Bill Roy dies at 88
By Steve Kraske
By Steve Kraske
The Kansas City Star
(MCT) — Former Kansas Congressman Bill Roy has died.
The Democrat from Topeka who served two terms in the U.S. House in the early 1970s was 88. He had been ill for several months.
Roy also wrote a weekly newspaper column for the Topeka Capital-Journal. But he'll be remembered most for his narrow loss in the 1974 U.S. Senate race against Republican Bob Dole.
Dole won the race by a scant 13,532 votes out of 794,434. A Dole defeat would have re-routed, and perhaps ended, a storied political careers in Kansas history.
Dole, who at 90 is in the midst of a series of tours of his old home state, was picked for the vice presidency two years later by President Gerald Ford. That selection sparked Dole to run three times for the White House in 1980, 1988 and 1996.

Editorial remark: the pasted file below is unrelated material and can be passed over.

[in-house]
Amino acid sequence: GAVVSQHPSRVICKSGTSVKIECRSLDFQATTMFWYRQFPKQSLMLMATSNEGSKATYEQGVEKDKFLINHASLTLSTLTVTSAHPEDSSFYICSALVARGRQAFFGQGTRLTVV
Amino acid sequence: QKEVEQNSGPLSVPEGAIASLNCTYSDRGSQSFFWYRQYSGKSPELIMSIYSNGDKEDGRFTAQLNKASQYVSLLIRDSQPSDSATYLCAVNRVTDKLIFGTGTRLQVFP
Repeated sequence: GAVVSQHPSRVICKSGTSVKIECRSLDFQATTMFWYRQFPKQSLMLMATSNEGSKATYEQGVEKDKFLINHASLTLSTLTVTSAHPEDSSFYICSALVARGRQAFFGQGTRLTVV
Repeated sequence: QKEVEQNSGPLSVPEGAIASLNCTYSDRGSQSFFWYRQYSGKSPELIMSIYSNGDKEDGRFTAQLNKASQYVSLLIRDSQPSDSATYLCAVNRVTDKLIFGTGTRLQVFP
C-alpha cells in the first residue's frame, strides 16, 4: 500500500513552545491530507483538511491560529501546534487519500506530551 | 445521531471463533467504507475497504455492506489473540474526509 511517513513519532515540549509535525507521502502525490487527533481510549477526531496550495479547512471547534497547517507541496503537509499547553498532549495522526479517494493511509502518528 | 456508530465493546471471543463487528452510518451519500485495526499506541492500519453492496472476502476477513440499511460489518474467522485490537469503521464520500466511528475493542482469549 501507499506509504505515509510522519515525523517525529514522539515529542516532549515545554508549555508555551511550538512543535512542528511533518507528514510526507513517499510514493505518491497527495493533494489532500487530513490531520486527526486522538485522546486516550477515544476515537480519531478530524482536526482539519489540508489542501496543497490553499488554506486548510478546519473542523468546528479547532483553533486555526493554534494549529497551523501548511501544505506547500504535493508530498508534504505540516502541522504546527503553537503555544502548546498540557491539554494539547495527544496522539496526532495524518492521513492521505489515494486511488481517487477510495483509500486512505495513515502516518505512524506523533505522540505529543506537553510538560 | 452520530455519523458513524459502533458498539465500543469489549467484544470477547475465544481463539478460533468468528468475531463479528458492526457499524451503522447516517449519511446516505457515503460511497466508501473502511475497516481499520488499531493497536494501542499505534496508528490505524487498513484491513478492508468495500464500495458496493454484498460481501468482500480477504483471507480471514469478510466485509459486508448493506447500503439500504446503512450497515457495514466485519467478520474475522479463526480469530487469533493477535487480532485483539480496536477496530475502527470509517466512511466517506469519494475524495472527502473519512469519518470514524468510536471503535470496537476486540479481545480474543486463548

The nomination for vice president at the 1976 GOP convention in Kansas City, almost certainly wouldn't have happened if Roy had won the 1974 race, which, coming just weeks after President Richard Nixon had resigned the presidency over Watergate, was especially difficult for Republicans nationwide.
Roy, a doctor, struggled to be as aggressive as he needed to be. Afterward, he said, "Bob Dole wanted it more than I did."
Still, the race was thought to be close until the final weekend when Right-to Life members placed 50,000 fliers on car windshields, containing graphic pictures of dead fetuses along with denunciations of Roy, who thought the procedure warranted in some circumstances.
The fliers urged voters to back Dole, who insisted he had nothing to do with the lit drop.
Dole said the race gave him a jolt that brought him back to earth.
He said something else, too.
"I've told Bill Roy to his face that he made me a better senator."
Roy ran for Senate again in 1978 against Republican Nancy Kassebaum, but lost that bid, too.